By definition, minimally invasive procedures are less traumatic to the body than conventional, open surgical treatments for the same condition. With the help of special devices and techniques, doctors can, in many cases, perform delicate procedures through a small incision. This approach minimizes the disruption of bodily tissues, thereby reducing post-procedural pain and recovery time, and lessening the risk of complications.
UBNS is a vanguard of minimally invasive neurosurgery. Our experienced team of neurosurgeons is known worldwide for excellence in the minimally invasive treatment of cerebrovascular diseases. Although not everyone is a candidate for minimally invasive techniques (described below), the technology is constantly evolving so that more patients can be treated safely and effectively in this manner. Our unsurpassed expertise helps us determine and deliver the best therapy for our patients.
The term endovascular refers to any medical treatment that accesses the body’s extensive network of blood vessels to treat serious abnormalities throughout the body. Using endovascular technology, UBNS neurosurgeons can access almost any major artery or vein (usually in the upper leg or arm) with a small needle puncture. From the point of entry, tiny hollow tubes called catheters, which may contain medicine or small surgical instruments, can be navigated to the area of abnormality, where repairs can be made. Commonly, we use this vascular “highway” to access and treat vascular abnormalities of the brain and spine, including aneurysms, vascular malformations (AVMs), atherosclerotic disease, and vascular tumors.
An endoscope is a device used by neurosurgeons to operate through a limited opening to allow them to see anatomical structures better than ever before. The typical endoscope used in neurosurgery features a tiny lens at the end of a small catheter and camera for visualization, a light source for illumination, and one or more channels through which instruments can be inserted for surgical manipulation. Endoscopy is most frequently used to treat hydrocephalus, often eliminating the need for shunting, but endoscopy can also be applied to treat pituitary and intraventricular tumors and lesions. This type of surgery is appealing to patients because incisions are small and cosmetic with minimal skin disruption as compared to more open surgical procedures. As a result, post-operative pain and recovery time is significantly reduced.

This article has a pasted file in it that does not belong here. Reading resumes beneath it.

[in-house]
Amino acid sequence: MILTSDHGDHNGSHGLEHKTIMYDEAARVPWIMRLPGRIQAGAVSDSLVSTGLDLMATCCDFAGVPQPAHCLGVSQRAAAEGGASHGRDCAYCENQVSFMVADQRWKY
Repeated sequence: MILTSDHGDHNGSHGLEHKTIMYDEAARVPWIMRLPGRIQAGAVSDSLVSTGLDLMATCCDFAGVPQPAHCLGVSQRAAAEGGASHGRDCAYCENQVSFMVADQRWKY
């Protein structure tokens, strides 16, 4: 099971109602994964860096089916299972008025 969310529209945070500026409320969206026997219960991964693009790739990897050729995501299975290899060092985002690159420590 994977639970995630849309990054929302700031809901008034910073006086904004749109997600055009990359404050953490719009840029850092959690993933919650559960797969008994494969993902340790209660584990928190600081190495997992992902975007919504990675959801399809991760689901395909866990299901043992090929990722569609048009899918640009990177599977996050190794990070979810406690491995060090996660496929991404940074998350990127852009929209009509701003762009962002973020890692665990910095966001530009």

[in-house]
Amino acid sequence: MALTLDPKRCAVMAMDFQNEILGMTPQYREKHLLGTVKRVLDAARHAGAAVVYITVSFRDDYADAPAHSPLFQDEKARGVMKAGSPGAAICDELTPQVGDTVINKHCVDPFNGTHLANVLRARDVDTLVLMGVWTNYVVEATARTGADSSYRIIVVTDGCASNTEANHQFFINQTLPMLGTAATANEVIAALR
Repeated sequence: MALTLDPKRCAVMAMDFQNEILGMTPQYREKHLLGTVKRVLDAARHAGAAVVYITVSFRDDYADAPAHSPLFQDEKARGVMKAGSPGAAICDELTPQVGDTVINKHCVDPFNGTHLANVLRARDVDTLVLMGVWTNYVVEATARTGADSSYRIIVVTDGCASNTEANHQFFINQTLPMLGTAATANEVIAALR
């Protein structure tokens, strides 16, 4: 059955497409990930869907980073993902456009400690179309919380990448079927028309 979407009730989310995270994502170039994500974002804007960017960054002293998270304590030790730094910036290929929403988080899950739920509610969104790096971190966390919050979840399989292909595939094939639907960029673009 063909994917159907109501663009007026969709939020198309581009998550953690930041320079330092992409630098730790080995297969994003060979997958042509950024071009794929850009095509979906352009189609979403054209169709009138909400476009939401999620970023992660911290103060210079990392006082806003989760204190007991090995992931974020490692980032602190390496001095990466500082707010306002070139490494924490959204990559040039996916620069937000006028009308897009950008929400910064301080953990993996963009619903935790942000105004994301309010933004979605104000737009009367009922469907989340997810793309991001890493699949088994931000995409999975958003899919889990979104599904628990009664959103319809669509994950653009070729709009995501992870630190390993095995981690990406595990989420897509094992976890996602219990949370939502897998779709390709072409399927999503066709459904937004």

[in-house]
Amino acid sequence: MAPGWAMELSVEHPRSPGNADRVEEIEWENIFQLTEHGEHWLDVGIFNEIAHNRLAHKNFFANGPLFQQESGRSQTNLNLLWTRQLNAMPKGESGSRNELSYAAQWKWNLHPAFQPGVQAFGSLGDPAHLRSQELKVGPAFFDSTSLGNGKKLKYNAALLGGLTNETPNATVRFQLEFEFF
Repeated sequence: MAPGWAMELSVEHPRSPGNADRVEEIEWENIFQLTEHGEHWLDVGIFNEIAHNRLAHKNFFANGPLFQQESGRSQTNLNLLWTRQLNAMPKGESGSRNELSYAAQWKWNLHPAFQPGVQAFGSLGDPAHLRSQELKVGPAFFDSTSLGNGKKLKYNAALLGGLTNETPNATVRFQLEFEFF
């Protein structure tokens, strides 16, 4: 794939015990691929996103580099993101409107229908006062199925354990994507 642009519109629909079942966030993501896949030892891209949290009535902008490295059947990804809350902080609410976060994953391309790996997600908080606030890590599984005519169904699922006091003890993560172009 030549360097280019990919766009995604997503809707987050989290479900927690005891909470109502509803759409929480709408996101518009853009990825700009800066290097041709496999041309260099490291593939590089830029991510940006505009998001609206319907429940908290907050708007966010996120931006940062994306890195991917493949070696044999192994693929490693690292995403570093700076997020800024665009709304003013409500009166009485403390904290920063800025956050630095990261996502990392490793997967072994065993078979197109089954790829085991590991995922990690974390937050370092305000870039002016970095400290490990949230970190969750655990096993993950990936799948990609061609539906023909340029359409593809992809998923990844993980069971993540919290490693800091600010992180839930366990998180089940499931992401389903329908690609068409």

Ruptured Disk, Disk Replacement Surgery.
UBNS physicians are treating routine lumbar disc ruptures using tubes smaller than 1-inch through a state-of-the-art microendoscopy system. In addition to allowing smaller, more cosmetic skin incisions, this technique avoids cutting muscle and dissection techniques which can often be painful after surgery and prolong your recovery period. Instead, the muscle is gently separated in such a way that the muscle can return to its normal preoperative state with minimal trauma. Patients often leave the hospital on the same day or day after the procedure.
Compressed or pinched nerves in the neck and lower back can result in pain, numbness, and/or weakness in the arms and legs. The nerve is most often pinched in the bony canal as it exits the spinal cord to the body through an opening called a foramen. Instead of performing a long incision down the back, our neurosurgeons place a small tube over the bony canal that is compressing the nerve root. Under x-ray guidance, a small amount of bone can be visualized and removed, freeing the affected nerve from the tight canal space. Patients often wake from surgery pain free and usually go home the next day.
Pedicle Screws and Interbody Fusion.
Minimally invasive technologies have evolved to a point where it is now possible to insert fusion devices through a very small tube, eliminating the need for large incisions. With the aid of live x-ray imaging, stabilizing screws can easily be inserted through small incisions and guided over wires into the desired location. For patients with pain on one side, back pain from a damaged vertebral disk, or unilateral vertebral bone fractures, minimally invasive approaches have produced good patient outcomes.
Sacroiliac (SI) Joint Fusion Surgery.
Pain from sacroiliac joint dysfunction can be felt anywhere in the lower back or spine, buttocks, pelvis, groin, or sometimes in the legs. Chronic SI joint pain symptoms can make it difficult to perform common daily tasks and can affect every aspect of a patient’s life.
People with SI joint dysfunction can experience pain and impaired function. It’s important to note that SI joint pain symptoms can be similar to those of other conditions of the lumbar spine, pelvis, and hip, and you will need an SI joint examination to properly diagnose the origin of the pain.
To appropriately diagnose a dysfunctional sacroiliac (SI) joint and prescribe the right treatment, your neurosurgeon will likely require your health history, including symptoms, a physical examination including the SI joint provocative maneuvers, and imaging studies to rule out other sources of low back pain such as the hip or spine, so there is less chance of misdiagnosis.
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